What I wish “Pastor Dan” knew about Missionaries:
For 8 years, I served as Senior Pastor of Maple Grove Church of God, in Anderson.
For the past three years, I have been serving as a missionary through Global Strategy, based in the Netherlands. My wife and I did not enter this career change lightly, nor naively. But I have been shocked at these 7 realizations, which I wish I would have known while I was a pastor in Indiana. I humbly request that you read these and take them to heart, and secondly that you share this list with the members of your missions committees.
I completely understand the stress of pastoral ministry. But I have been shocked at the stress of missionary service. According to the Holmes-Rahe Stress Inventory, which measures stress and its impact on our bodies, a score of 200 indicates a 50% chance of major health breakdown within the next two years. Veteran missionaries routinely score 600-700 on this inventory. The average score is even higher (800-900) in the first year on the field. This is absolutely crazy, and not a healthy way to maintain life! And yet, in our three years on the field, I can readily attest to these scores being accurate.
2. Re-Learning how to preach...through a translator.
Even as a kid, English came easy to me. Spelling, vocabulary, literature: some of my favorite school subjects. I used to analyze little words in crafting a sermon. Should I say ‘grand’ or ‘majestic?’ I wanted my congregation to understand what I was thinking. I honed my skill as a preacher for 17 years before becoming a missionary. And as a missionary, I found that I had to re-learn how to preach. Everything I said would be translated. And everything I said would be interpreted through different cultural lenses. One example: I tried to encourage them that my sermon was almost finished by saying, ‘Don’t worry. I’m rounding third and heading for Home.’ Then I had to spend the next several minutes giving them a primer on baseball so that they were not thoroughly confused. Even the most seasoned preachers are reduced to beginners’ level overseas.
3. Balancing ministry with connecting with supporters
It is pretty normal for pastors or church secretaries to contact missionaries asking for an update, a newsletter article, or asking for “just a quick video to share next Sunday with the congregation about ways we can pray for you and your people over there.” And yet, missionaries struggle trying to connect with, and appease, supporting churches while simultaneously doing the ministry they were sent to do. As a pastor, I wish I realized this as I recall times of contacting a missionary and giving them similar requests. It’s not unreasonable to give such requests to missionaries, but timelines and deadlines need to be flexible.
In addition to learning a new culture, and the history of individuals, congregations and new countries, there are ministry tasks. In addition to ministry tasks, there is family life and all the joys that come with having a small child in a foreign environment. :-) In addition, though, missionaries are faced (often) with learning a new language. Studies show that for someone who is bi-lingual, it’s not that difficult to pick up a third language. However, it’s no secret that most Americans only speak English. Thus, learning a second language (sometimes even a second alphabet) is difficult. Especially for grown adults who are no longer in high school. This is no small task, and yet is critical for missionaries to understand and communicate the Gospel with the people whom they serve.
5. What to share in a Facebook world??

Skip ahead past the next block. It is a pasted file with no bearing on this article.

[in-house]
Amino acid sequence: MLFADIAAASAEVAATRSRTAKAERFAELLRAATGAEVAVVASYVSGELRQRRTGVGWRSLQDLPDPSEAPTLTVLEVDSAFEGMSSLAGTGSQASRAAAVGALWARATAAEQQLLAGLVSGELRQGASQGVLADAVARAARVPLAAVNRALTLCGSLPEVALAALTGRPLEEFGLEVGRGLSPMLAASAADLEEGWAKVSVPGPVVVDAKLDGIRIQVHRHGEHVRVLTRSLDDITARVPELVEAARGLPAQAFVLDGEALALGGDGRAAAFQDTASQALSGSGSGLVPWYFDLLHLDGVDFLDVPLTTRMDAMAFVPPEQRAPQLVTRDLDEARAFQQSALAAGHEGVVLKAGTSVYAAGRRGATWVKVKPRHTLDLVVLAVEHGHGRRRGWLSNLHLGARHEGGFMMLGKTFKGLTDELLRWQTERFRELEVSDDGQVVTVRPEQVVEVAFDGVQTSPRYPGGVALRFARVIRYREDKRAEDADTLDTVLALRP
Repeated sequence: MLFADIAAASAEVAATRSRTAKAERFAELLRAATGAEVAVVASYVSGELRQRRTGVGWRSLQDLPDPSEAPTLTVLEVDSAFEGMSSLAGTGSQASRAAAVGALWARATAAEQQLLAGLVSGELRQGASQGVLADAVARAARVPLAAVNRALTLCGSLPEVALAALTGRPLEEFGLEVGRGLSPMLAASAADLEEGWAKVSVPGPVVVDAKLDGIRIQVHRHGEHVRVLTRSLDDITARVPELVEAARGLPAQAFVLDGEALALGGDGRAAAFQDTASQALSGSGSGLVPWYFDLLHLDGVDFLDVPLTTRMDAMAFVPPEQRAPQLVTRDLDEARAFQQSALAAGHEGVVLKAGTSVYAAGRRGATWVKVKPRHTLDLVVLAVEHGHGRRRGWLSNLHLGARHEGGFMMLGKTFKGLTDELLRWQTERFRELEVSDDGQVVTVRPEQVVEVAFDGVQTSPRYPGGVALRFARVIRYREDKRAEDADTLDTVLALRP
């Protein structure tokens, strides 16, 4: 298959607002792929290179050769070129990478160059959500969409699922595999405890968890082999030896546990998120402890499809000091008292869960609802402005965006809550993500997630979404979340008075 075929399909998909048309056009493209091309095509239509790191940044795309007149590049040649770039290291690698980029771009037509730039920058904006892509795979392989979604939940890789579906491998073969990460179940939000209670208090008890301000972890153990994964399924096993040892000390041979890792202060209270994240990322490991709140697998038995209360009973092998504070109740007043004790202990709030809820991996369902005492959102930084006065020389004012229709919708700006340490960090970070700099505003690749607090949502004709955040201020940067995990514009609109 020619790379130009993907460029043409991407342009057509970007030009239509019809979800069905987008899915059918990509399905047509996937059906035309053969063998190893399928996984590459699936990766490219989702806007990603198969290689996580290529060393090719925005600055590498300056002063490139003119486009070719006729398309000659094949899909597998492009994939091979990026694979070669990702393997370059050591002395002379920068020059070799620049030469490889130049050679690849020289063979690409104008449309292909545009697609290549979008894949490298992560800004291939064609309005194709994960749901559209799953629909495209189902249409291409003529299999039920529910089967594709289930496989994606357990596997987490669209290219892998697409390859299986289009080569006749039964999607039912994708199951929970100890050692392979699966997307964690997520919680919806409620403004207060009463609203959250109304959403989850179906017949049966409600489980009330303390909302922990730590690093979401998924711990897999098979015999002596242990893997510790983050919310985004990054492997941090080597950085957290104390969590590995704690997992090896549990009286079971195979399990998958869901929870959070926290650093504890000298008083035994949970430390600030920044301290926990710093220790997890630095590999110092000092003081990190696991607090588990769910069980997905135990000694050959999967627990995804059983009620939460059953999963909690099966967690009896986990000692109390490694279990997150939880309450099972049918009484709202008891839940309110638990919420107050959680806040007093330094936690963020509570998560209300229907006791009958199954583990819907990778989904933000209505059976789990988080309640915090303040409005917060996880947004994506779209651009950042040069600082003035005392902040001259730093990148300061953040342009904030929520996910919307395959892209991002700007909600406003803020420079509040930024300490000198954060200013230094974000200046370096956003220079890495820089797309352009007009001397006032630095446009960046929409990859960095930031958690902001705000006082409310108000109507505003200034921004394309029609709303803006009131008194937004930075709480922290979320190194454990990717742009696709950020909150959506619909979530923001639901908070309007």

Family, friends, and ministry partners want to know what a missionary’s life is like. They want to hear ‘success stories’ and fulfilled prayer requests. And yet, missionaries struggle to share just enough so that supporting churches feel up-to-date, but at the same time not too much lest they reveal personal
information or condescending information in a world where everyone has Facebook and reads blogs. The people whom missionaries serve are people, not projects. Sometimes that severely limits what can be shared in social media, or even in other forms of communication.
6. Constant stress of fund-raising.
In addition to ministry and “life,” missionaries have to be on social media, and send out newsletters and blog posts, in order to connect with present and future ministry partners. This stress does not end when missionaries leave for their field of service. It is constant and never-ending, especially in a world where global economies fluctuate, and donors sometimes cease giving because their own budgets are getting tightened, or there is a change in lay or pastoral leadership.
7. Absence from family and friends, especially during holidays.
I am not trying to equate missionaries with military men and women who are stationed around the globe. One key distinction is that they are literally living in harm’s way, while many of us missionaries reside in more peace-filled lands. But we share feelings of separation from home: separation from families, friends, communities that speak our native tongue and appreciate the same customs and traditions with which we are familiar. Pray for your missionaries during any and all holidays. Pray for their families as many of us try to connect via Skype. But as we all know, as amazing as Skype and FaceTime are, it’s not the same as being able to hug your mom, grandma, or grand-child.
About the author:
Daniel & Christy Kihm serve with the Three Worlds team in Europe/Middle East, along with their daughter, Sofie. The Kihms will be on Home Assignment in the US (January-June 2017). If you have interest in hearing about their ministry, please contact them at email@example.com. They are actively seeking new financial partners in ministry as well, so if your congregation is looking to support additional missionaries, please keep them in mind. Additionally, you can follow their ministry on both Facebook & Twitter: @Kihms3w.